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Heck Reaction

Definition: What is Heck Reaction?

A cross-coupling reaction in organic chemistry is a reaction where two fragments are joined together (eg., C-C bonding) with the aid of a metal catalyst. The Heck reaction (also called Mizoroki-Heck reaction) is a cross-coupling reaction of an organohalide with an alkene to make a substituted alkene using palladium as a catalyst and a base. It has drawn much attention due to high efficiency and simplicity. The Heck reaction is significant from a synthetic point of view because of its high chemoselectivity and mild reaction conditions. It has low toxicity and lower cost of the reagent because the catalyst can be recycled [1-3].

Heck Reaction

The history of this reaction goes back to 1972 when American chemist Richard Heck discovered it. Japanese chemist Tsutomu Mizoroki developed a more practical version of Heck’s initial reaction.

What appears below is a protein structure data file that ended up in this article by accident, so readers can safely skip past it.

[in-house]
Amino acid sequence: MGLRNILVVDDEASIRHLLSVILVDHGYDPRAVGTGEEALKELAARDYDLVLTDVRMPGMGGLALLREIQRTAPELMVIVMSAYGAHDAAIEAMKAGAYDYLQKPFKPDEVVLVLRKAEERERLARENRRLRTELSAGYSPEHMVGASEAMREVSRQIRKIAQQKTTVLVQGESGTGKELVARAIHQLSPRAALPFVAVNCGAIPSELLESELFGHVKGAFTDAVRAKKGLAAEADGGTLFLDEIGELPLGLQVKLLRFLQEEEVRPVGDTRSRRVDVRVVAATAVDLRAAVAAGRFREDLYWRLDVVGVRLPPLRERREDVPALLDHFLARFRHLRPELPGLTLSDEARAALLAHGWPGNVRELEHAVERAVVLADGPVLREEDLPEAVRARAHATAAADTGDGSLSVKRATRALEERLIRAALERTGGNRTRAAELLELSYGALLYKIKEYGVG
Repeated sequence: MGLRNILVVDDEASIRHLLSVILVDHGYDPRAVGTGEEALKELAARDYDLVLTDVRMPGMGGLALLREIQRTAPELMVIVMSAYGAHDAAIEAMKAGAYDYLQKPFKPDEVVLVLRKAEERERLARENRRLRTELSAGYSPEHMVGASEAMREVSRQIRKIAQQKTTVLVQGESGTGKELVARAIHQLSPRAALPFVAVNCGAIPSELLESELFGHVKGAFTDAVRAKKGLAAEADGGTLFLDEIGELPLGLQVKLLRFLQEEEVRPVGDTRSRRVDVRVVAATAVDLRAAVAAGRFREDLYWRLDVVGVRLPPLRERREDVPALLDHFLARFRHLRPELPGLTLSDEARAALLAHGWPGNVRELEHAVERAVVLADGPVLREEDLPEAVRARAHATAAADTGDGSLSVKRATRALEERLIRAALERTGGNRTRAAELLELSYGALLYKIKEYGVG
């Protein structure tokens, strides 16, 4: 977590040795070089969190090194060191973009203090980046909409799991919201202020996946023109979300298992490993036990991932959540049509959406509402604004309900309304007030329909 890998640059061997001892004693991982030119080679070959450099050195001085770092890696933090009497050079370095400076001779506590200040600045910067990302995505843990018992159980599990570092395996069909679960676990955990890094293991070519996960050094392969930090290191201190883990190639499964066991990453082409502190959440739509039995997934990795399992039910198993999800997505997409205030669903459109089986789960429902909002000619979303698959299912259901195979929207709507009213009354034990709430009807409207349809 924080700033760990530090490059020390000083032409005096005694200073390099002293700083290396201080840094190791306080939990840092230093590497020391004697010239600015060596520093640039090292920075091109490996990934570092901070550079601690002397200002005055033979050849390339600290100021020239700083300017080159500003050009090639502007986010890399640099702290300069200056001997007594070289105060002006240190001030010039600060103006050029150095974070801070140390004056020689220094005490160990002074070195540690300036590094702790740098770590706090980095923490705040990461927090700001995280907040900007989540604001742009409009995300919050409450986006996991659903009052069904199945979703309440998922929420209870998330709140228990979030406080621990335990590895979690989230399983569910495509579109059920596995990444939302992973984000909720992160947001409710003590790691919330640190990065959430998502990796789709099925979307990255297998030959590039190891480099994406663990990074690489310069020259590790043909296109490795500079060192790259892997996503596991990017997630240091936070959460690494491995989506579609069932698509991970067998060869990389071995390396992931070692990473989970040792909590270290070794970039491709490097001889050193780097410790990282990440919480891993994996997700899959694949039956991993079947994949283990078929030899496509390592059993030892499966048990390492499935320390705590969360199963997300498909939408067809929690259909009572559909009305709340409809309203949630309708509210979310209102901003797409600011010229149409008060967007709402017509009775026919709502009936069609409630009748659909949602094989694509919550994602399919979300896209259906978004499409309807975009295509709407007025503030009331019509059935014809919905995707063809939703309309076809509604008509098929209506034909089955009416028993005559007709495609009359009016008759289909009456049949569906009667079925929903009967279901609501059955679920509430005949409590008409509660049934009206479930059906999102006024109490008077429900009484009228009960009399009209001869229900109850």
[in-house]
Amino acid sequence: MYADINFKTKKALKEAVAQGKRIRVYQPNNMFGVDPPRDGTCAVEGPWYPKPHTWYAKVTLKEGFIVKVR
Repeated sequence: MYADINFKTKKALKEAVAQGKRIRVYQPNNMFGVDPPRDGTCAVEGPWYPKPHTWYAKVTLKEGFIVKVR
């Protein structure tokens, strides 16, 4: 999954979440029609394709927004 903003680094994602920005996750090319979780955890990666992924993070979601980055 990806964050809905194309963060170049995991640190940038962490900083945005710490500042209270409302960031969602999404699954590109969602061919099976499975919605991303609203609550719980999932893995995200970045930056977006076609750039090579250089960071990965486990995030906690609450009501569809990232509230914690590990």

Example of Heck Reaction

The Heck reaction can be used for any alkyl, aryl, or vinyl group. The halide can be chloro (Cl), bromo (Br), or iodo (I) [1,4,5].

Heck Reaction Example

Mechanism of Heck Reaction [3, 6-8]

A commonly accepted mechanism can explain the Heck reaction based on the Pd(0)/Pd(2) catalytic cycle. This mechanistic model gives a better understanding of the scope and limitations of the Heck reaction [3].

Heck Reaction Mechanism

Applications of Heck Reaction

The Heck reaction has great significance for both academic and industrial research and in the production of several compounds on a large industrial scale. Fine chemicals, including pharmaceuticals, agricultural chemicals, and high-tech materials, benefit society when appropriately designed. Besides, Heck reaction adds to the new reactivities, increases product selectivity, and reduces volatile organic consumption. This reaction can lead to a substantial breakthrough in industrial research [3].


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